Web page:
THE MINERAL PHILLIPSITE
Phillipsite is one of the rarer zeolites, but is popular among zeolite collectors.
It forms interesting aggregates that are commonly clustered into bright white sphericules or balls with a rough crystalline or silky surface.
Phillipsite is known to occur as an encrusting precipitate around hot springs.
However, phillipsite is more commonly found in the vesicles or bubbles of volcanic rock as are most other zeolites.
Zeolites have an openness about their structure that allows large ions and molecules to reside and actually move around inside the overall framework.
The structure actually contains open channels that allow water and large ions to travel into and out of the crystal structure.
The size of these channels controls the size of the molecules or ions and therefore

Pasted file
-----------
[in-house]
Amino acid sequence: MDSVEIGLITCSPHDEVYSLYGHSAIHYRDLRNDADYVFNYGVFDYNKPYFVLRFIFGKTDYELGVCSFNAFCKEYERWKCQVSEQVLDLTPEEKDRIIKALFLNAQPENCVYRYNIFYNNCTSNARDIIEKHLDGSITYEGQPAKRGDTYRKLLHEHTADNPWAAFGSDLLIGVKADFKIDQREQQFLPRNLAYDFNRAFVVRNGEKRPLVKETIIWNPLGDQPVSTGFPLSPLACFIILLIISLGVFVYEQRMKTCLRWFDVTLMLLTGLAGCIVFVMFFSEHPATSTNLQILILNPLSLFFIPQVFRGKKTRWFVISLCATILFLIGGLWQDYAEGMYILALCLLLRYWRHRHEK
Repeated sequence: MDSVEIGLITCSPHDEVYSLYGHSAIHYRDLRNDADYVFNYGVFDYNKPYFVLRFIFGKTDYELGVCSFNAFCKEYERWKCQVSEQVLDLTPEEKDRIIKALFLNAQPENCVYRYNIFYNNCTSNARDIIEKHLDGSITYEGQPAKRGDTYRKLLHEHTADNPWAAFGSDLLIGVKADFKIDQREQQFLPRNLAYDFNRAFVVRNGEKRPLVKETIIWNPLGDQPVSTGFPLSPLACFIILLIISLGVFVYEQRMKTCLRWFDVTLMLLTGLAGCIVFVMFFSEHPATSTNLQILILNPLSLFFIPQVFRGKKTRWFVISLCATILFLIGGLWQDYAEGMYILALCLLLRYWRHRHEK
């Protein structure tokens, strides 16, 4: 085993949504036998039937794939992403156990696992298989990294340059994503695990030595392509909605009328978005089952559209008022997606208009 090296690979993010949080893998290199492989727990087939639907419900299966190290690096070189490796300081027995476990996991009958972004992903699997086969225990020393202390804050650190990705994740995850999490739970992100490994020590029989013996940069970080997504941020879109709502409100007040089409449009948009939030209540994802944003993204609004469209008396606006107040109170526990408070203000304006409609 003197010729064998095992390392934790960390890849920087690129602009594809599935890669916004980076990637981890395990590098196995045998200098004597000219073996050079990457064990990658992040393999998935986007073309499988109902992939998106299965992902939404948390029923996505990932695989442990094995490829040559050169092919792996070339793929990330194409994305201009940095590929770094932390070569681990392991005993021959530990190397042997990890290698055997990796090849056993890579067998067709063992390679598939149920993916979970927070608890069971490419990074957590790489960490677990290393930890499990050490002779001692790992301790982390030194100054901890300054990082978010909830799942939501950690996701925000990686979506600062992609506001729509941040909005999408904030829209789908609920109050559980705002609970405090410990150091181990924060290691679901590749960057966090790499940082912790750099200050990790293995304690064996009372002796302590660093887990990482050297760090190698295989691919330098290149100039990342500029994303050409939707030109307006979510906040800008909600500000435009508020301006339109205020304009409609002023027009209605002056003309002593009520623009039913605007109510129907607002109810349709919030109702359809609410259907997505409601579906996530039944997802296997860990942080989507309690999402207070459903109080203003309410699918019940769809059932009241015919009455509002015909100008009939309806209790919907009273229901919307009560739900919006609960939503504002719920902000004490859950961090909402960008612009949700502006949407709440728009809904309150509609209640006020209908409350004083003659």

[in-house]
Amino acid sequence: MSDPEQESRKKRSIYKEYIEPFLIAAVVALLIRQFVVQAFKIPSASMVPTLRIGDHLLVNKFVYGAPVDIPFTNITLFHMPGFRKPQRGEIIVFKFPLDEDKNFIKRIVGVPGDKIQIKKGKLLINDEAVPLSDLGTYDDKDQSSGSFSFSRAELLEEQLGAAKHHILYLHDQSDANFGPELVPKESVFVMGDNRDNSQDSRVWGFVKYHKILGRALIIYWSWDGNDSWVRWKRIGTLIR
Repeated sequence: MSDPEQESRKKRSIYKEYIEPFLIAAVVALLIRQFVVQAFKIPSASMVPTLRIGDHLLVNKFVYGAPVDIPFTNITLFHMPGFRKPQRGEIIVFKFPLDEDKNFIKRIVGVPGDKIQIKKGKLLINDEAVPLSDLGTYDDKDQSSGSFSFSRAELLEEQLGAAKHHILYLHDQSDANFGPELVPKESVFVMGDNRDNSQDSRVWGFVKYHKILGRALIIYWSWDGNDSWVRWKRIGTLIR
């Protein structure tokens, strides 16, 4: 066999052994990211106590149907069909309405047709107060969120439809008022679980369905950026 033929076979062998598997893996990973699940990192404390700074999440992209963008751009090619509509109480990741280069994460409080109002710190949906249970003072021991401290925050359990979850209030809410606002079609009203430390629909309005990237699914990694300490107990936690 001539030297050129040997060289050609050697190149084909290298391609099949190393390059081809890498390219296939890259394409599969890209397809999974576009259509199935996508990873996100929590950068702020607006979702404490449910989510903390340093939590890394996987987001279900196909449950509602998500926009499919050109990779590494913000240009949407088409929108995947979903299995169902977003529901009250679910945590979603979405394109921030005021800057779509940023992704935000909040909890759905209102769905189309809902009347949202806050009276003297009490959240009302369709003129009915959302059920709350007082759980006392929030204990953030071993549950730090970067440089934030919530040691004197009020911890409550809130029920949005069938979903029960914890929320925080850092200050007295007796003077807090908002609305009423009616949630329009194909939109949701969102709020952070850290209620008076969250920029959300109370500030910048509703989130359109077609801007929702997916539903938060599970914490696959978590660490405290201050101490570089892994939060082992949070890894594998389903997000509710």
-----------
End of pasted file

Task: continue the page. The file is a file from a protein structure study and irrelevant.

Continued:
a zeolite like phillipsite can act as a chemical sieve, allowing some ions to pass through while blocking others.
- Color is clear, white, yellowish and reddish.
- Luster is vitreous, also silky on sphericule's surfaces.
- Transparency: Crystals are transparent to translucent.
- Crystal System is monoclinic; 2/m
- Crystal Habits include attached crystal aggregates.
Single tabular crystals are rare, more commonly twinned into "fourlings" or more complicated groupings.
Sphericules are small tight balls that have a sparkling or silky luster in phillipsite.
Aggregates can be radiating, fibrous, columnar and encrusting.
- Cleavage is imperfect in one direction.
- Fracture is uneven.
- Hardness is 4 - 4.5.
- Specific Gravity is approximately 2.2 (very light)
- Streak is white.
- Associated Minerals are quartz, calcite, chabazite, natrolite, heulandite, stilbite and other zeolites.
- Notable Occurrences include Siegerland, Germany; Moyle, Northern Ireland; Capo di Bove and Mt. Vesuvius, Italy; Groschlattengruen, Bavaria; Cape Grim, Tasmania, Australia and Iceland.
- Best Field Indicators are crystal habit, twinning, density, hardness and associations.